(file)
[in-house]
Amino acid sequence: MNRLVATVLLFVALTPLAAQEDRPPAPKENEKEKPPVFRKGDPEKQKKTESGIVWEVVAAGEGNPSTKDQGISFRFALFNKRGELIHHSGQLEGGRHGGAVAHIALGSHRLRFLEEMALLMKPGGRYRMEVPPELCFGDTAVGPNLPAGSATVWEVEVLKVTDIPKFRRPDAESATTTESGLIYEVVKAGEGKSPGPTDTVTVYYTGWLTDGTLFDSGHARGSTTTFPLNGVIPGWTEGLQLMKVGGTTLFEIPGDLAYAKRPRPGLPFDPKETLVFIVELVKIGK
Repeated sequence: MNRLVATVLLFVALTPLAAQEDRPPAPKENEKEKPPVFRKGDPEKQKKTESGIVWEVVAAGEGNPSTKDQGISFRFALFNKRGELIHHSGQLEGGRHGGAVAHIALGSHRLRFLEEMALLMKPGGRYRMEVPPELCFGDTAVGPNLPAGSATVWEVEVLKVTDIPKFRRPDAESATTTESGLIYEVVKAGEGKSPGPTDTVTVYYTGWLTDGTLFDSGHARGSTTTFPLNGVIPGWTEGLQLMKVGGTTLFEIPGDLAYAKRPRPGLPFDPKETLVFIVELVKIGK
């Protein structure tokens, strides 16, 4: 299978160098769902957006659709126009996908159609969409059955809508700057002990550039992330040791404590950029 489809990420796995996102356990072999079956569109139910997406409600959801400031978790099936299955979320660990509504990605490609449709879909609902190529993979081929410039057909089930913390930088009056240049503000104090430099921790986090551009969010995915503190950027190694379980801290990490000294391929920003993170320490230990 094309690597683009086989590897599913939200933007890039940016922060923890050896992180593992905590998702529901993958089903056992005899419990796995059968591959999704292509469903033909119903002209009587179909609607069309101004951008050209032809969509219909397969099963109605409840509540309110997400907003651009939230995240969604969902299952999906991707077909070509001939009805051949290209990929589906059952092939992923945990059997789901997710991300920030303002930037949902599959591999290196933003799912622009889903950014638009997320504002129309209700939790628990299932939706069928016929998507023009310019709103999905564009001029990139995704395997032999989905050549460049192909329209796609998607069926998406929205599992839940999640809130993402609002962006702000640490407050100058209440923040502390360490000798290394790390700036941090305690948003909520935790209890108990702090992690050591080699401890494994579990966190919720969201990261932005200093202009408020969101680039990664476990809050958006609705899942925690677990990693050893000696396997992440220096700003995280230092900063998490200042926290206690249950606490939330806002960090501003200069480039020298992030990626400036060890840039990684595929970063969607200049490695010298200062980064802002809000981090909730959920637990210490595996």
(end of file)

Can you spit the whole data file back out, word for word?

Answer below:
[in-house]
Amino acid sequence: MNRLVATVLLFVALTPLAAQEDRPPAPKENEKEKPPVFRKGDPEKQKKTESGIVWEVVAAGEGNPSTKDQGISFRFALFNKRGELIHHSGQLEGGRHGGAVAHIALGSHRLRFLEEMALLMKPGGRYRMEVPPELCFGDTAVGPNLPAGSATVWEVEVLKVTDIPKFRRPDAESATTTESGLIYEVVKAGEGKSPGPTDTVTVYYTGWLTDGTLFDSGHARGSTTTFPLNGVIPGWTEGLQLMKVGGTTLFEIPGDLAYAKRPRPGLPFDPKETLVFIVELVKIGK
Repeated sequence: MNRLVATVLLFVALTPLAAQEDRPPAPKENEKEKPPVFRKGDPEKQKKTESGIVWEVVAAGEGNPSTKDQGISFRFALFNKRGELIHHSGQLEGGRHGGAVAHIALGSHRLRFLEEMALLMKPGGRYRMEVPPELCFGDTAVGPNLPAGSATVWEVEVLKVTDIPKFRRPDAESATTTESGLIYEVVKAGEGKSPGPTDTVTVYYTGWLTDGTLFDSGHARGSTTTFPLNGVIPGWTEGLQLMKVGGTTLFEIPGDLAYAKRPRPGLPFDPKETLVFIVELVKIGK
């Protein structure tokens, strides 16, 4: 299978160098769902957006659709126009996908159609969409059955809508700057002990550039992330040791404590950029 489809990420796995996102356990072999079956569109139910997406409600959801400031978790099936299955979320660990509504990605490609449709879909609902190529993979081929410039057909089930913390930088009056240049503000104090430099921790986090551009969010995915503190950027190694379980801290990490000294391929920003993170320490230990 094309690597683009086989590897599913939200933007890039940016922060923890050896992180593992905590998702529901993958089903056992005899419990796995059968591959999704292509469903033909119903002209009587179909609607069309101004951008050209032809969509219909397969099963109605409840509540309110997400907003651009939230995240969604969902299952999906991707077909070509001939009805051949290209990929589906059952092939992923945990059997789901997710991300920030303002930037949902599959591999290196933003799912622009889903950014638009997320504002129309209700939790628990299932939706069928016929998507023009310019709103999905564009001029990139995704395997032999989905050549460049192909329209796609998607069926998406929205599992839940999640809130993402609002962006702000640490407050100058209440923040502390360490000798290394790390700036941090305690948003909520935790209890108990702090992690050591080699401890494994579990966190919720969201990261932005200093202009408020969101680039990664476990809050958006609705899942925690677990990693050893000696396997992440220096700003995280230092900063998490200042926290206690249950606490939330806002960090501003200069480039020298992030990626400036060890840039990684595929970063969607200049490695010298200062980064802002809000981090909730959920637990210490595996």